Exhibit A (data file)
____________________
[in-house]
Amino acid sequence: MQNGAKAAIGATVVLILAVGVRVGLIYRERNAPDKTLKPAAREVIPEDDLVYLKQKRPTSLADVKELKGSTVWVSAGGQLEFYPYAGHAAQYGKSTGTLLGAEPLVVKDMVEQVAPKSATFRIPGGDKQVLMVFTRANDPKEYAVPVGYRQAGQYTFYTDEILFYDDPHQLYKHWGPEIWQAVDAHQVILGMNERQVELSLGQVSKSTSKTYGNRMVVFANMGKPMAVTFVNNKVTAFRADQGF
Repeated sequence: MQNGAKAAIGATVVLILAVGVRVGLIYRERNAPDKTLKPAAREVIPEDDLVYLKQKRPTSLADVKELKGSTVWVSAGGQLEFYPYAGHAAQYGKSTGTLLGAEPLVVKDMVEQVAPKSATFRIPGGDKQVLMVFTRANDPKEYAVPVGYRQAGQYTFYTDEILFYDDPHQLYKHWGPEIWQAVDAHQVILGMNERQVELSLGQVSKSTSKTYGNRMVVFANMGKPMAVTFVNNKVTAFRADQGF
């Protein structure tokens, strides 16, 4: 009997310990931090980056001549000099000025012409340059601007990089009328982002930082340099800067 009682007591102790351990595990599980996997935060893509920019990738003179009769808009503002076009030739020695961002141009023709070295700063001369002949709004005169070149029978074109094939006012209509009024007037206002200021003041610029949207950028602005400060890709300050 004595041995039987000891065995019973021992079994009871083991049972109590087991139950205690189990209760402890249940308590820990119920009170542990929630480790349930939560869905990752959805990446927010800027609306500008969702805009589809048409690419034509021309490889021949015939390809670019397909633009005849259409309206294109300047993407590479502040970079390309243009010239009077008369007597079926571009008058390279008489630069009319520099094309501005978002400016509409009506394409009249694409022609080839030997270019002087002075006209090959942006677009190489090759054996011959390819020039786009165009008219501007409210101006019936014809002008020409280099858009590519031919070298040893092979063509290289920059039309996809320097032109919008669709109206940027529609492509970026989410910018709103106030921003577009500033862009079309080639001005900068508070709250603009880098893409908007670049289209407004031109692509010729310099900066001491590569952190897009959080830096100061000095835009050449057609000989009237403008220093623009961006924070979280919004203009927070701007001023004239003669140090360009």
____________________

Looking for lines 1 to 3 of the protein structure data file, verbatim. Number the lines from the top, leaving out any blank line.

[in-house]
Amino acid sequence: MQNGAKAAIGATVVLILAVGVRVGLIYRERNAPDKTLKPAAREVIPEDDLVYLKQKRPTSLADVKELKGSTVWVSAGGQLEFYPYAGHAAQYGKSTGTLLGAEPLVVKDMVEQVAPKSATFRIPGGDKQVLMVFTRANDPKEYAVPVGYRQAGQYTFYTDEILFYDDPHQLYKHWGPEIWQAVDAHQVILGMNERQVELSLGQVSKSTSKTYGNRMVVFANMGKPMAVTFVNNKVTAFRADQGF
Repeated sequence: MQNGAKAAIGATVVLILAVGVRVGLIYRERNAPDKTLKPAAREVIPEDDLVYLKQKRPTSLADVKELKGSTVWVSAGGQLEFYPYAGHAAQYGKSTGTLLGAEPLVVKDMVEQVAPKSATFRIPGGDKQVLMVFTRANDPKEYAVPVGYRQAGQYTFYTDEILFYDDPHQLYKHWGPEIWQAVDAHQVILGMNERQVELSLGQVSKSTSKTYGNRMVVFANMGKPMAVTFVNNKVTAFRADQGF